To unite the Deaf and Dumb and create interest in their welfare.
To advance and protect their interests and to alleviate their social status.
To give practical illustration of the capabilities of the Deaf and Dumb.
I may mention that the Congress was in every sense a gigantic success. We had the leading Deaf Mutes from every State and also from New Zealand. There were about twenty delegates present, and altogether our various meetings and socials, etc. cost somewhere about £30. We had an exhibition of work done by the Deaf and Dumb which was open for a fortnight and drew crowds of the public, and was a material assistance in helping the deaf and dumb to obtain employment afterwards.

Mr. Cox: Was that Congress held in Victoria? Answer: Yes it was held in Melbourne.

Mr. Abraham: Ten years after there was another Congress of the Deaf, and the different States were asked to vote upon which place it was to be held, and on each occasion they voted for Melbourne. That was in 1904. The second Congress of 1911/12 was in Melbourne. We Melbourne Deaf are most anxious that the Conference should be held in rotation in the different States. Conferences should be held in rotation in the States.

With regard to the resolutions that were passed, the Deaf and Dumb ultimately got the Act passed in Victoria. That was one of our resolutions, making the education of the Deaf and Dumb free and compulsory.

Mr. Martin: In that instance did the School Committees and the Mission Committee join in? Answer: They all joined in, or rather, we had three deputations. The first deputation was to the Director of Education and was led by myself under the auspices of the Adult Deaf and Dumb Society of Victoria.

Mr. Martin: Did the Deaf themselves put their case? Answer: Yes, several of them were speakers. Mr. Tunley was one of the speakers.

Mr. Abraham: We made a stir in the newspapers with regard to the word “Asylum”. That was all we could do at the period. As mentioned by Mr. Luff, we succeeded in getting a pension from the Government for Mr. Rose, the Headmaster of the School, and the founder of the first educational school for the Deaf in the Commonwealth. And it was through the work of the Association that the Premier, Sir Thomas Bent, gave us €2,000 to start a farm, so the result of the Conference was at least good for Victoria. Queensland, too, did remarkably good work over there under the leadership of Mr. Showell and Miss Wilson. I daresay Mr. Showell could report on the work he succeeded in doing there. But for various reasons some trouble with school authorities in New South Wales and a little misunderstanding in South Australia – the branches in New South Wales and South Australia fell to pieces. We are most anxious that those two Branches should come in and affiliate with the gentlemen attending this Conference to bring those branches into existence? I think it would be very nice if you gentlemen would be willing to further the objects of this Association and in a way amalgamate with us, so that you could take office at the next Congress Meeting in connection with the Australian Deaf & Dumb Association.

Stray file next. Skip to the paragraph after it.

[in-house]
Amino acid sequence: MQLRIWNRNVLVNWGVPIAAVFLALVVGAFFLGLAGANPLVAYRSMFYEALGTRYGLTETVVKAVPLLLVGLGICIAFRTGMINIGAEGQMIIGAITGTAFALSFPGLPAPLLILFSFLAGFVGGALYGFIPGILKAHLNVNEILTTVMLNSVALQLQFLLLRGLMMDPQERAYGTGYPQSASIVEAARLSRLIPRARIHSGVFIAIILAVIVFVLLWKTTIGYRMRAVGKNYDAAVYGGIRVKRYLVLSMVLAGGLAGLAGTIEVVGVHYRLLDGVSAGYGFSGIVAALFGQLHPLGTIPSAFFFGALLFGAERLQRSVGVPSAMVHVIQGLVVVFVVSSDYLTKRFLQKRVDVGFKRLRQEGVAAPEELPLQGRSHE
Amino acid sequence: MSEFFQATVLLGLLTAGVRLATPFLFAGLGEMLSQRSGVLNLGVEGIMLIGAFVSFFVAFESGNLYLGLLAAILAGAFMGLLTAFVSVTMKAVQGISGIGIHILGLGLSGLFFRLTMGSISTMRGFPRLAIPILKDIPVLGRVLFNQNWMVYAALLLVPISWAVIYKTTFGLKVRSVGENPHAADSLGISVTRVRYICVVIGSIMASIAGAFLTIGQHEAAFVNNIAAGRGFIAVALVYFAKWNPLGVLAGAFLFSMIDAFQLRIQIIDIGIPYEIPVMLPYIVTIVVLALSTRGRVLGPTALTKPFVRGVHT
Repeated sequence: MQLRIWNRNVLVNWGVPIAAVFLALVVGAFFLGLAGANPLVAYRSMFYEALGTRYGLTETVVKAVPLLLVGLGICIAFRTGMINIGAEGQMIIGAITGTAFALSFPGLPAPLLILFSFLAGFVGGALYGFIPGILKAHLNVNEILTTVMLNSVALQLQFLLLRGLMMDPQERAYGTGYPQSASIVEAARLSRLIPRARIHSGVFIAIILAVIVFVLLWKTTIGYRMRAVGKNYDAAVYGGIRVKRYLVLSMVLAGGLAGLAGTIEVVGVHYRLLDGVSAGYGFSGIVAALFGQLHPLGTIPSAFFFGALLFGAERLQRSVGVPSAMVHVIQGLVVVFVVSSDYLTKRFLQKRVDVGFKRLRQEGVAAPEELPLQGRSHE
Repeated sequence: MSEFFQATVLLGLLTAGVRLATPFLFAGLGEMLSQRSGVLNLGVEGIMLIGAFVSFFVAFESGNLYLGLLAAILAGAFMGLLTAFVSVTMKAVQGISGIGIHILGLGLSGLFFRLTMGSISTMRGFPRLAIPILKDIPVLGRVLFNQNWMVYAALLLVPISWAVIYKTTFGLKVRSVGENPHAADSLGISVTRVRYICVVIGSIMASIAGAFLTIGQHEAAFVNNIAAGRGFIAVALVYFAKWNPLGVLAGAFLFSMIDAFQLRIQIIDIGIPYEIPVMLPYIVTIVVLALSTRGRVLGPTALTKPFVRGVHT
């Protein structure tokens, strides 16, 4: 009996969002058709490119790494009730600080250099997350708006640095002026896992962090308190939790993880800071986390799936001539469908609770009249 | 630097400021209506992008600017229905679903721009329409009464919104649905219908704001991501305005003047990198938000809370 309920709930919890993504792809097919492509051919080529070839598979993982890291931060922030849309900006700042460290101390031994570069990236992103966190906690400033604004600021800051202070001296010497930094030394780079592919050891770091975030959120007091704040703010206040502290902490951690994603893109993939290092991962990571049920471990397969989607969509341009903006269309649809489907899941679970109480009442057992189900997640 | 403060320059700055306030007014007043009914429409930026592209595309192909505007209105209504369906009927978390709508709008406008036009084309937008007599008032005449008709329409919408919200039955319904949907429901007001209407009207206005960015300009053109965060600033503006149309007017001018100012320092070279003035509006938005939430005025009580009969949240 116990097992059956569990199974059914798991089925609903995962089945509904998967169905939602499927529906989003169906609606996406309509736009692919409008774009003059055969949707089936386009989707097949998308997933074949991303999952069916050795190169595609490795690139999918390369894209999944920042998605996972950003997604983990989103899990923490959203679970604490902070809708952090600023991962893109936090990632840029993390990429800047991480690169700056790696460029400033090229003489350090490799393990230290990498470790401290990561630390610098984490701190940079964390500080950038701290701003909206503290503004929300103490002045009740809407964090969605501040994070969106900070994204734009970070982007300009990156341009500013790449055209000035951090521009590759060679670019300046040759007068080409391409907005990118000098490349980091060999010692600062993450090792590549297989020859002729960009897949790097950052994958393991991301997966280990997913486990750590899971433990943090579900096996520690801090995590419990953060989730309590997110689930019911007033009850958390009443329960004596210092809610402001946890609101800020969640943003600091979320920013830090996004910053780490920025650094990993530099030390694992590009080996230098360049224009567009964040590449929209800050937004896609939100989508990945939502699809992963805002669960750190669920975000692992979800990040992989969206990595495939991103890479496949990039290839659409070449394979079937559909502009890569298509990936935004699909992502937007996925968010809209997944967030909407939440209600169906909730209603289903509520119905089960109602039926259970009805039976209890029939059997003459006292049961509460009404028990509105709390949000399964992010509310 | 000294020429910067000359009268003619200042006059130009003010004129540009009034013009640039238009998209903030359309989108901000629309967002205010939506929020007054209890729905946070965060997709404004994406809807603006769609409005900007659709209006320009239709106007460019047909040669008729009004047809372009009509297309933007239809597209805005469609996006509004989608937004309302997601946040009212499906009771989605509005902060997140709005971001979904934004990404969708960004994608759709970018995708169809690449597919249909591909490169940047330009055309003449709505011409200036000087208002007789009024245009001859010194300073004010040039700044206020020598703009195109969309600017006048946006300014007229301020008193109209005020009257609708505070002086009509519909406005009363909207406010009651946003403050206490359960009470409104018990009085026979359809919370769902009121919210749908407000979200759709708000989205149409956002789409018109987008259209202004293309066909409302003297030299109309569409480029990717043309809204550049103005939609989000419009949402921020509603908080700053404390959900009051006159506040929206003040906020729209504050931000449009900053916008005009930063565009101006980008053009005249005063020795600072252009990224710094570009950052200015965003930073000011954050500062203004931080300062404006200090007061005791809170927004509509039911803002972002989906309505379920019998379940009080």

Mr. Martin: What about Tasmania? Answer: Tasmania has not got Adult Deaf and Dumb Societies.

Mr. Showell: If you form a branch, I do not see why you could not go to the Government and get your £2,000.

Mr. Forbes: It occurred to me while Mr. Abraham was speaking that we are missing a very big opportunity in New South Wales. He stated that the Deaf, as a Deputation, waiting [sic] on the Minister for Education in Victoria and they were successful. Now, Mr. President and gentlemen, what an opportunity we have at the present moment if we would only go to our Minister of Education, taking with us from the Conference those who are Deaf and Dumb in order to try and get compulsory education for the deaf and dumb children of New South Wales. I think we are just missing a great opportunity, and if there is no resolution before the Conference, I would move that this Conference consider the advisability of waiting upon the Minister of Education re this question.

Mr. Abraham: I think, Mr. Chairman you would stand a greater chance of success if such an appeal came from an organisation representing the whole of the Deaf and Dumb of the Commonwealth

Mr. Chairman: If we were to go to the State Government as a Commonwealth Association, they would simply refer us to the Federal Government. That would be their loopholes [sic] of escape at once. I think we are a little bit out of order, and I want you to confine attention to the subject matter actually in front of us – the formation of a Deaf and Dumb Association for the Commonwealth or joining in that one already formed.

Mr. Lonsdale: I had a look through these rules just briefly, and I would like to know whether the idea of the Association is to combine the Deaf Mutes in an association of Local Committees. Answer: The idea is to combine the Deaf and Dumb and all interested in their welfare.